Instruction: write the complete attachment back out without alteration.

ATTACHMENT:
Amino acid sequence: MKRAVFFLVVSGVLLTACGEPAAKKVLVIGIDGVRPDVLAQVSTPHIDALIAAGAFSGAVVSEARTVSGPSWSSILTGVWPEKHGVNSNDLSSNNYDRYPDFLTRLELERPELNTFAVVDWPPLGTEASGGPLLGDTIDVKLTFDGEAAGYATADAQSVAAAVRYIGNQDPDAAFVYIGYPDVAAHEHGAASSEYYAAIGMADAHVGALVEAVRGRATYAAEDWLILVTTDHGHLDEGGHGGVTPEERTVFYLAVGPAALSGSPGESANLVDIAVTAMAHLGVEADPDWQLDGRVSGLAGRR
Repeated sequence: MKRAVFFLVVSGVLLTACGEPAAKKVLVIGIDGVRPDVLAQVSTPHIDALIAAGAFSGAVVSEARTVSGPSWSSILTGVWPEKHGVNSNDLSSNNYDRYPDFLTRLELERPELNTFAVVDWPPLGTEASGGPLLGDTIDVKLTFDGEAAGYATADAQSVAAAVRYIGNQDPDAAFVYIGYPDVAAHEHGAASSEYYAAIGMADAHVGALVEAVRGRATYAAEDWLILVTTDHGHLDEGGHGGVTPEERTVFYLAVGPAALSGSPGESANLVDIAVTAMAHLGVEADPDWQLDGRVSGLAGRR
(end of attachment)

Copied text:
Amino acid sequence: MKRAVFFLVVSGVLLTACGEPAAKKVLVIGIDGVRPDVLAQVSTPHIDALIAAGAFSGAVVSEARTVSGPSWSSILTGVWPEKHGVNSNDLSSNNYDRYPDFLTRLELERPELNTFAVVDWPPLGTEASGGPLLGDTIDVKLTFDGEAAGYATADAQSVAAAVRYIGNQDPDAAFVYIGYPDVAAHEHGAASSEYYAAIGMADAHVGALVEAVRGRATYAAEDWLILVTTDHGHLDEGGHGGVTPEERTVFYLAVGPAALSGSPGESANLVDIAVTAMAHLGVEADPDWQLDGRVSGLAGRR
Repeated sequence: MKRAVFFLVVSGVLLTACGEPAAKKVLVIGIDGVRPDVLAQVSTPHIDALIAAGAFSGAVVSEARTVSGPSWSSILTGVWPEKHGVNSNDLSSNNYDRYPDFLTRLELERPELNTFAVVDWPPLGTEASGGPLLGDTIDVKLTFDGEAAGYATADAQSVAAAVRYIGNQDPDAAFVYIGYPDVAAHEHGAASSEYYAAIGMADAHVGALVEAVRGRATYAAEDWLILVTTDHGHLDEGGHGGVTPEERTVFYLAVGPAALSGSPGESANLVDIAVTAMAHLGVEADPDWQLDGRVSGLAGRR